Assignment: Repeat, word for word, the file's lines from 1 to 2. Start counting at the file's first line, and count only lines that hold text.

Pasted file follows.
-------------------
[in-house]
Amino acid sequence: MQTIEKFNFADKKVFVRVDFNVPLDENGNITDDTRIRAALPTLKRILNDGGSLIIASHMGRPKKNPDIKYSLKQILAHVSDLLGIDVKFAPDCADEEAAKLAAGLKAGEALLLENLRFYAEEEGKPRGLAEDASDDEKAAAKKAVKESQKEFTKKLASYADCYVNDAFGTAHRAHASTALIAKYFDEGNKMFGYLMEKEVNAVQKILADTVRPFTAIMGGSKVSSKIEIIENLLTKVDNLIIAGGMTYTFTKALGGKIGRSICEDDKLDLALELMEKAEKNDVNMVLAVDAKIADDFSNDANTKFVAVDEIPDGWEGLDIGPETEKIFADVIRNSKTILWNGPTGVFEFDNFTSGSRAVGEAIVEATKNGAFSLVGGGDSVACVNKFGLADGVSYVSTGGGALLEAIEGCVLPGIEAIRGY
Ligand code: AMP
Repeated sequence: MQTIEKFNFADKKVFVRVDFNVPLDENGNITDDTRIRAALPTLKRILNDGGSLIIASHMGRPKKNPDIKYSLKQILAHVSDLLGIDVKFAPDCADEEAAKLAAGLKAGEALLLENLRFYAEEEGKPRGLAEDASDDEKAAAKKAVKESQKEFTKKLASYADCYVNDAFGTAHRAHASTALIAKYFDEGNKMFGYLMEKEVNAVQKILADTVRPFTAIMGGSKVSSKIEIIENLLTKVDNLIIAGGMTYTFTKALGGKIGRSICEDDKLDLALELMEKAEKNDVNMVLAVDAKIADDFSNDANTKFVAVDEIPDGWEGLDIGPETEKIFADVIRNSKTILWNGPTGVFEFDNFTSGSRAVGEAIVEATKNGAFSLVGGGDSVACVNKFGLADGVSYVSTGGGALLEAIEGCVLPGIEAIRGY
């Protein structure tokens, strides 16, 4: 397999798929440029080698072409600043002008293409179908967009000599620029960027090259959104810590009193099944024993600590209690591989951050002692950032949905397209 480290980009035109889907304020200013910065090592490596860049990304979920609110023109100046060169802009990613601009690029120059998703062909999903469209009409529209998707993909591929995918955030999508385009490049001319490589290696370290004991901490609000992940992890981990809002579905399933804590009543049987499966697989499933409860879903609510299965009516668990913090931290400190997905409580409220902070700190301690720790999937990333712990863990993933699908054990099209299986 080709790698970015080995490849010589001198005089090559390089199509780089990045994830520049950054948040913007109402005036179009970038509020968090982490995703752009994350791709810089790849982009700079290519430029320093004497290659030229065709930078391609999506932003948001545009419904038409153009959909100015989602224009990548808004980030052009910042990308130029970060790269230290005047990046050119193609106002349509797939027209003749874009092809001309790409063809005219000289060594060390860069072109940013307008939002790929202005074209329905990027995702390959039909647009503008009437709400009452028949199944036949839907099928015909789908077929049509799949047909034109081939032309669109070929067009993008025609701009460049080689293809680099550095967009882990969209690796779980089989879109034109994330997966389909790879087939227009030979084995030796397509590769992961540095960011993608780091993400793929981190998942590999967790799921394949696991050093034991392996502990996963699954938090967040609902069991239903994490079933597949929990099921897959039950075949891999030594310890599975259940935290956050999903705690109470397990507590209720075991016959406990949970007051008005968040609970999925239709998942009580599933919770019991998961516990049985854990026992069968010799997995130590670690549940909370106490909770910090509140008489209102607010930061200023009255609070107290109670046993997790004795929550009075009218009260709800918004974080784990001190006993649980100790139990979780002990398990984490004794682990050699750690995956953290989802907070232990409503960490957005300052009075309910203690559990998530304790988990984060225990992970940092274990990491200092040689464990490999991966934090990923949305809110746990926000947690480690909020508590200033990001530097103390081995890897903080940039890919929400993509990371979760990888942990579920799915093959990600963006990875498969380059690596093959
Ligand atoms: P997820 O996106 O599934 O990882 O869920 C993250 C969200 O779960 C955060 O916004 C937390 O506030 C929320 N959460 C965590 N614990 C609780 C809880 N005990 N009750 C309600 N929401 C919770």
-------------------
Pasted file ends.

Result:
[in-house]
Amino acid sequence: MQTIEKFNFADKKVFVRVDFNVPLDENGNITDDTRIRAALPTLKRILNDGGSLIIASHMGRPKKNPDIKYSLKQILAHVSDLLGIDVKFAPDCADEEAAKLAAGLKAGEALLLENLRFYAEEEGKPRGLAEDASDDEKAAAKKAVKESQKEFTKKLASYADCYVNDAFGTAHRAHASTALIAKYFDEGNKMFGYLMEKEVNAVQKILADTVRPFTAIMGGSKVSSKIEIIENLLTKVDNLIIAGGMTYTFTKALGGKIGRSICEDDKLDLALELMEKAEKNDVNMVLAVDAKIADDFSNDANTKFVAVDEIPDGWEGLDIGPETEKIFADVIRNSKTILWNGPTGVFEFDNFTSGSRAVGEAIVEATKNGAFSLVGGGDSVACVNKFGLADGVSYVSTGGGALLEAIEGCVLPGIEAIRGY